This gospel text is taken from what is often called the Priestly Prayer of Christ but I think of it also as the Prayer of Christ the Teacher. It has long been one of my favorite texts and it has helped me in my transition from the life of a teacher to the life of a priest. So many elements in the gospel are the same in the life of a Christian teacher and of a priest – revealing God’s name, prayer, love, helping the people entrusted to us to grow and keeping them faithful and safe from harm.

Whatever our occupation we are all teachers, and we all share in the universal priesthood of Christ. Like Paul, the presbyters at Ephesus and Jesus’ disciples, we are still in the world. Are we faithful to our Christian vocation? Are we fulfilling our mission? How will we face our maker at the end of time? Could we claim a job well done? (Fr. Alan Meechan, SVD Bible Diary 2008)

2016 May 10, 2016 Tuesday

One of the reasons why Jesus allowed John the Baptist to baptize Him despite John’s reluctance was to convey to all of us that he is “Emmanuel” (God is with us), that despite his being divine, he proved that he is not a distant God but that he is a God who is with us and among us.

Thus, the Baptism of Jesus was an event that correlates well in the Gospel today particularly with his “connecting” with the Father. Such an encounter is primarily to tell his Father that the decision to send Him to the world because of so great a love of God for humanity (cf John 3:16) was not in vain. Jesus became word incarnate, He became the Word made esh and made his dwelling among us, He became one among us except sin because that was his vocation: to do the will of his Father.

Although the last part of the Gospel signals the “return” of Jesus to the Father, it is significantly a manifestation of how God in Jesus willingly and humbly sacrificed his life so that we would have life and have it to the full. One challenge of the Gospel today is how we can be active partakers of that love of Jesus and share it to others. (Fr. Jun Javines, SVD USC, Cebu Bible 2016)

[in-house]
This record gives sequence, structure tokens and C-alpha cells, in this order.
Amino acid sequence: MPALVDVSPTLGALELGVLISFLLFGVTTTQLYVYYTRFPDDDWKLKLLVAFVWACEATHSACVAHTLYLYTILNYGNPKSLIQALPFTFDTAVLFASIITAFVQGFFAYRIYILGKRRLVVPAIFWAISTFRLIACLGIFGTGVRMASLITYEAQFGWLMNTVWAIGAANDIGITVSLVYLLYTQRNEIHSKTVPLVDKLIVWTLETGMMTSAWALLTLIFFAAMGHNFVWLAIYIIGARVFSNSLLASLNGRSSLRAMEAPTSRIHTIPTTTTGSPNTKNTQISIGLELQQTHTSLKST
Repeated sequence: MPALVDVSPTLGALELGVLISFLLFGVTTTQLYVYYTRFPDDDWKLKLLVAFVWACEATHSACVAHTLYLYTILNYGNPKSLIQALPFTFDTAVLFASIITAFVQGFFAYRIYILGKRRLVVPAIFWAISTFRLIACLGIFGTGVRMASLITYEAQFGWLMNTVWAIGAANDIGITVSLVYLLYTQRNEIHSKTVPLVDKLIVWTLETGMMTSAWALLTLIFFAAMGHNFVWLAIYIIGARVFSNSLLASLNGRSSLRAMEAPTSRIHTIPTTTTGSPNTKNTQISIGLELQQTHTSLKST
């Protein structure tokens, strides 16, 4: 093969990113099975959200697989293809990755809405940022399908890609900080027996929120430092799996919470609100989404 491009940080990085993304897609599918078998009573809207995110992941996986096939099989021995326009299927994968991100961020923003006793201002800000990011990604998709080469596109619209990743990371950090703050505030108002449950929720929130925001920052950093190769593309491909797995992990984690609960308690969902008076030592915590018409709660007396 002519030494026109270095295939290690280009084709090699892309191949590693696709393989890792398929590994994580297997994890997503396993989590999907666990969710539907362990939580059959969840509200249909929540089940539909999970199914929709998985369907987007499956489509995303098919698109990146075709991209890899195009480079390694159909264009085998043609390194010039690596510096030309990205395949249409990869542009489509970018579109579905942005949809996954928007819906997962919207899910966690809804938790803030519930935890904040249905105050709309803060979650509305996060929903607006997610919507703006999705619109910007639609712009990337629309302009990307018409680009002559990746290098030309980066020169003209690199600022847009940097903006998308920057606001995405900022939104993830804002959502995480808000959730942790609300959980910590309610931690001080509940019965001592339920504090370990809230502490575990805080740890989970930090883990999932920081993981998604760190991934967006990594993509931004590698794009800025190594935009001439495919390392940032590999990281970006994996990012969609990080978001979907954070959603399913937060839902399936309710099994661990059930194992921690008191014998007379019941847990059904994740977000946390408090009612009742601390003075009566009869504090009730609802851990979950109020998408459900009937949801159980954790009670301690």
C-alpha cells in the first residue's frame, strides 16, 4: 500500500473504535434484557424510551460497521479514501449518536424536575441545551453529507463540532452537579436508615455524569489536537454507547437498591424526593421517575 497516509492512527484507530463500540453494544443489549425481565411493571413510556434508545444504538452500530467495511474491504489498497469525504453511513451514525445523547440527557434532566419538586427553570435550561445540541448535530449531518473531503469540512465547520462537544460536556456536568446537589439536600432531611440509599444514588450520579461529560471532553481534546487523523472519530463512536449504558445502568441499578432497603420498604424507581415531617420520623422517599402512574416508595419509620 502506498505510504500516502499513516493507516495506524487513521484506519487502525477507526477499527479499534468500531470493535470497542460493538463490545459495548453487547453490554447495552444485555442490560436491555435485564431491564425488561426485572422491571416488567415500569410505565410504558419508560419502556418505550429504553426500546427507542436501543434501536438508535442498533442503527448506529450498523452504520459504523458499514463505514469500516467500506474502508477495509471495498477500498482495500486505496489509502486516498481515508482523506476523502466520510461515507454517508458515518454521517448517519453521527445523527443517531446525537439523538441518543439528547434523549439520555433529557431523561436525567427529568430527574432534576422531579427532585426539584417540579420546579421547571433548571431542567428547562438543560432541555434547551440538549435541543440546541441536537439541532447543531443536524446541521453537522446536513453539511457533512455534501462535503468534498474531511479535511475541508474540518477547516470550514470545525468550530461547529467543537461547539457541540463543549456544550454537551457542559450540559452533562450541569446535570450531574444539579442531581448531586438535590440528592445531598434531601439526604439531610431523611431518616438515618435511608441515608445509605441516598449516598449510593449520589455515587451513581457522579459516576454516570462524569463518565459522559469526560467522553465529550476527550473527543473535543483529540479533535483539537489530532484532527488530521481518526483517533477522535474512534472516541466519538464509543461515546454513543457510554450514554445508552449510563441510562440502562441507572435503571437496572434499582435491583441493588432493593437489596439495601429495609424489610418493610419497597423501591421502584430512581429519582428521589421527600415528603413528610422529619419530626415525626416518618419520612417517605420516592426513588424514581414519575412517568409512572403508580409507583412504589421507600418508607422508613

Source: rveritas-asia.org/daily-reflection/635-may-10-2016-tuesday

2018 In Cana, with His mother and disciples, Jesus performed his first miracle: turning water into wine. It is interesting to note that when Mary told Jesus that “they have no wine,” Jesus said, “Woman, how does your concern affect me? MY HOUR HAS NOT YET COME!” Remember, Jesus was just beginning his public ministry (John 2:1-12). He was preparing the way to fulfil the will of His Father.

When Jesus had taken the wine, he said, “IT IS FINISHED.” And bowing his head, he handed over the spirit (John 19:30). The work that had been given him by his Father was now completed. He gathered what belonged to His Father and revealed his Father’s name to those who believed. He built the bridge that connected His Father with his people. Mission accomplished!

Now, the HOUR HAS COME for the Son to be glorified! Wait, remember, what Jesus said, “Give glory to your Son, so that your Son may glorify you!” The glory of the Son is for the glory of the Father for in the end, the Father and Son are ONE! The Father was glorified in the Son who remained faithful ‘til the end.

In other words, one day our own HOUR will also come. This is for certain. The only question is whether we will be glorified as well when our HOUR COMES! Let us remember the examples of Jesus: his unconditional love for the Father and for his people and his unwavering fidelity to all that the Father had asked of Him. Today, as we continue to celebrate the victory of the cross, let us promise our Savior that in good times and in bad, in sickness and in health, we will love Him and honor Him all the days of our life (Fr. Carlos Macatangga SVD, Bible Diary 2018)


See Today’s Readings:  Year I,   Year II

Back to Other Homily Sources

Back to: Tuesday of the 7th Week of Easter